Is Burlington mayor en route to the GTTA?

Said to be leading candidate to head new transit agency Area politicians sing MacIsaac's praises,

Toronto Star
call him `pragmatic'
Mar. 30, 2006. 01:00 AM

Burlington Mayor Rob MacIsaac is a top candidate for heading up the agency that will set the transit agenda for the GTA, the Toronto Star has learned.

The Ontario government is said to be "high" on the 44-year-old father of two, who has already announced he will not be seeking re-election in November.

And MacIsaac said yesterday in an interview that he would gladly serve on the Greater Toronto Transportation Authority, given his long-time belief that there should be a public transit system across the GTA and the Golden Horseshoe.

" I am a big believer in the GTTA. I have been talking about transportation for a long time and the fact we deserve a world-class transportation system here in the Golden Horseshoe," said MacIsaac, who has been mayor for nine years and spent 15 years on council.

" And I don't understand why we are so accepting of the fact that we don't have one," he said.
" There are so many big cities elsewhere that have a transportation system that blow ours away."
MacIsaac is on record as supporting toll roads, saying all taxpayers can no longer be expected to foot the bill for new highways.

The mayor said he would like to continue to work in a public capacity, but not in the political realm. "The GTTA might well do that.... I would consider it," he said.

The province is to introduce legislation this spring creating the GTTA. The agency is not expected to have funding ability but would "plan, co-ordinate and set priorities for public transit and major regional roads."
Officials say all of the area municipalities are on board, including Toronto and Hamilton.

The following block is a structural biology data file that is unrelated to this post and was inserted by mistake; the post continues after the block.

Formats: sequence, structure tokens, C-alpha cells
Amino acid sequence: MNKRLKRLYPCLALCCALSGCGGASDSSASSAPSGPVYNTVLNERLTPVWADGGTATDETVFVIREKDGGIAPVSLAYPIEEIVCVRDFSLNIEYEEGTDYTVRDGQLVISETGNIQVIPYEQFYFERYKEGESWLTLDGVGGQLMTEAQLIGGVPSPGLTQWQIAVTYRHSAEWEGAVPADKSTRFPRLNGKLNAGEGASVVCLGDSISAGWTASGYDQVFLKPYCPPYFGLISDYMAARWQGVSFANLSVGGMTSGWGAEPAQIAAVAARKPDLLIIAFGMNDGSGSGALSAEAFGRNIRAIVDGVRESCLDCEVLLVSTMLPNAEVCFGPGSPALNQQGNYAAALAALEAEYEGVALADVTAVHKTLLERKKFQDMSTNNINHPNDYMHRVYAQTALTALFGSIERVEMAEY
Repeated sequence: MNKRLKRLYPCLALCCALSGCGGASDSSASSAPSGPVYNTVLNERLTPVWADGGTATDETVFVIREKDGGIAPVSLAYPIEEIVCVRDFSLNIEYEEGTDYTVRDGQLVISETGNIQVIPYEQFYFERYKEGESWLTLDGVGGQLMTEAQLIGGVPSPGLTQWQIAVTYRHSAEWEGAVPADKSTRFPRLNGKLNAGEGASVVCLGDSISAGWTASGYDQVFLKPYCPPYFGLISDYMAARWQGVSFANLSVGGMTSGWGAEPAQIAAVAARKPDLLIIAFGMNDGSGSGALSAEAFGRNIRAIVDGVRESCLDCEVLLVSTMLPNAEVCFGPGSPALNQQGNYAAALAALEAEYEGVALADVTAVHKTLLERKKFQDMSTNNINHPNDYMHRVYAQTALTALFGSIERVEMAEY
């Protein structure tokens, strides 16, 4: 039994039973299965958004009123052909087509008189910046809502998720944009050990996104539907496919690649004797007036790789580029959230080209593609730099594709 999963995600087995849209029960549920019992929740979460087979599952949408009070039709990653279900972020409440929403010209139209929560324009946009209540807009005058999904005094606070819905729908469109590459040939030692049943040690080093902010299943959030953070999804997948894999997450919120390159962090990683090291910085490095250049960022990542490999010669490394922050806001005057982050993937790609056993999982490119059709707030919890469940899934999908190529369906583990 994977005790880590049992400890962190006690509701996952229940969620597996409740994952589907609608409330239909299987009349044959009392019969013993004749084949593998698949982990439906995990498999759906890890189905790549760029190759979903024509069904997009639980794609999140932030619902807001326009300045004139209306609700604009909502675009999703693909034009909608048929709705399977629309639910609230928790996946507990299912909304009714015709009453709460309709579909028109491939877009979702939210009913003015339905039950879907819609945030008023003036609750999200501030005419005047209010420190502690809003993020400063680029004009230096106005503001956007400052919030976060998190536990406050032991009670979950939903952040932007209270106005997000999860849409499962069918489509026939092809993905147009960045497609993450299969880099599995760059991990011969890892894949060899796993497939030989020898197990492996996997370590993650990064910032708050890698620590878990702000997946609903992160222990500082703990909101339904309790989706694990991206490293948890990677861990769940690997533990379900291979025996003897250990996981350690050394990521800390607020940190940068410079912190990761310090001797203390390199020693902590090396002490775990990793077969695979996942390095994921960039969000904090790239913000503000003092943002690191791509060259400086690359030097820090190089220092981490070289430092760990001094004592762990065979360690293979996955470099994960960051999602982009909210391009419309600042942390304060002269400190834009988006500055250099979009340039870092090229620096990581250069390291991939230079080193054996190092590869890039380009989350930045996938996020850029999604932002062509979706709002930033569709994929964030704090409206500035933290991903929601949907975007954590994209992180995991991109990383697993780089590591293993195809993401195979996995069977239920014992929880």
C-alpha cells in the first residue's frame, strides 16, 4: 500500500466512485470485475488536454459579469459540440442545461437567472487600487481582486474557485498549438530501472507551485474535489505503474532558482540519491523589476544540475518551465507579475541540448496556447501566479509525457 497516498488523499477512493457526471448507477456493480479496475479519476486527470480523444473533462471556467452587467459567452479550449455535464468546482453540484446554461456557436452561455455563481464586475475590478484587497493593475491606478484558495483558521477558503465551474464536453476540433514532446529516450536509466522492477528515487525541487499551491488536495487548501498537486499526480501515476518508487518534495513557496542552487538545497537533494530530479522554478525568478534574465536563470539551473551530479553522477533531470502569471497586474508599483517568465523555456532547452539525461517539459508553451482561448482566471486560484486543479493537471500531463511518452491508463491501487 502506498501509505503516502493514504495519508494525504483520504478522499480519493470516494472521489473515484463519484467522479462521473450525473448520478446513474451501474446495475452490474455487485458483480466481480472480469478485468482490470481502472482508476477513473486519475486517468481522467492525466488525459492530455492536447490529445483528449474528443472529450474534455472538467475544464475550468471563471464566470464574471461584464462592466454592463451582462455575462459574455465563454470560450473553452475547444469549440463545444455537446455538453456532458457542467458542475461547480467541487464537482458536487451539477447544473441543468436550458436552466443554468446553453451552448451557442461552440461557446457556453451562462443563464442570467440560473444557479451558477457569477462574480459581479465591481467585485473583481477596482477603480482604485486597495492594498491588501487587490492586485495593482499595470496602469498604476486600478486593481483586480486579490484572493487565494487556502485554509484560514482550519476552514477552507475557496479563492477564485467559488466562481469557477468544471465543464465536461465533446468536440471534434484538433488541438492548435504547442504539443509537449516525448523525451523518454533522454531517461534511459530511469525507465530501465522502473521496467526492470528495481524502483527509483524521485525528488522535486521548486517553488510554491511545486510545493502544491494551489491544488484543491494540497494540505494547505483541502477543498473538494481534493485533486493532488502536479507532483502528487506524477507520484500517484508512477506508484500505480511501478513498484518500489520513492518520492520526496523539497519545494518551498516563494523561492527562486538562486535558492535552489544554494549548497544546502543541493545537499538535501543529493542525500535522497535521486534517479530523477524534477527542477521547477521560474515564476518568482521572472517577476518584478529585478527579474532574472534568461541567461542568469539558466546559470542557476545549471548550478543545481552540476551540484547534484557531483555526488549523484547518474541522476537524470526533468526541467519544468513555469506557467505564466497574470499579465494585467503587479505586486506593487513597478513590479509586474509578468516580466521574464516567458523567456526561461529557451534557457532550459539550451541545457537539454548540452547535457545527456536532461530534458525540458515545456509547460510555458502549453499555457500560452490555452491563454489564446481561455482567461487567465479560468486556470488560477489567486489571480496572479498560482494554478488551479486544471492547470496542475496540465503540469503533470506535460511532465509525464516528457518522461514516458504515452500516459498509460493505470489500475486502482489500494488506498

A provincial official said the GTTA board will combine municipal and provincial appointees. The province is expected to appoint private-sector individuals as its representatives and municipalities will have the option to do likewise.
Provincial and municipal officials say MacIsaac is the kind of "pragmatic" individual who would bring years of municipal experience and a genuine interest in transit to the new post.

" All I can say is I have strong admiration and an excellent working relationship with Rob MacIsaac, so whatever he's doing, in the context he's going to work with the City of Toronto, I'd be delighted because I think he's excellent," Mayor David Miller said.

" I think he will bring a really good presence and commitment to such a function.... I have a great deal of confidence in him and I think that there is a fair bit of capital that he brings if he were the person," said Ann Mulvale, long-time mayor of neighbouring Oakville.

Both provincial and municipal officials say they were particularly impressed by MacIsaac when he chaired the provincial Greenbelt Task Force, which paved the way for a 728,000-hectare greenbelt, ringing Toronto from Niagara to Northumberland. He also chaired a so-called smart growth committee created by the former Conservative government.

" People forget that it was Rob who was out front in terms of advocating a seamless transit system across the GTA," said Liberal MPP Ted McMeekin (Ancaster-Dundas-Flamborough-Aldershot).

The provincial interest in MacIsaac casts doubt on the appointment of Gordon Chong, former chair of GO Transit, who was considered a shoo-in to get the nod from Queen's Park.

Transportation Minister Harinder Takhar refused to be interviewed about the issue.
With files from John Spears


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